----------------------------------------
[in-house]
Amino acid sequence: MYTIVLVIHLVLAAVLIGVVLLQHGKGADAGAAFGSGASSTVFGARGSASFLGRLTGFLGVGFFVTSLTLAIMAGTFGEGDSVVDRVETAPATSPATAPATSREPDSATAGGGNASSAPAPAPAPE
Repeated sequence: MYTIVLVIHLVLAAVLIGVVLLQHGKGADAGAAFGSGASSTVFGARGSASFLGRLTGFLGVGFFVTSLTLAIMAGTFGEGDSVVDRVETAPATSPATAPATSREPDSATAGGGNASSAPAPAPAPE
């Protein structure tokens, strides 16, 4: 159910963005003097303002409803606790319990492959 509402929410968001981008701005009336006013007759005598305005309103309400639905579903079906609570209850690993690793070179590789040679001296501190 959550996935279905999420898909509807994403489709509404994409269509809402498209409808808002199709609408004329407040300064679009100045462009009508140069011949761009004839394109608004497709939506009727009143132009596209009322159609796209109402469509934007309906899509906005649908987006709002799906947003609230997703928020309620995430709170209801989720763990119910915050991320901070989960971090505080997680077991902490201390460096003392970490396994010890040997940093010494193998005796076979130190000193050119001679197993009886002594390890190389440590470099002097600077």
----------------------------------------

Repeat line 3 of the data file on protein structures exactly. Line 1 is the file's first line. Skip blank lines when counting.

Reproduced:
Repeated sequence: MYTIVLVIHLVLAAVLIGVVLLQHGKGADAGAAFGSGASSTVFGARGSASFLGRLTGFLGVGFFVTSLTLAIMAGTFGEGDSVVDRVETAPATSPATAPATSREPDSATAGGGNASSAPAPAPAPE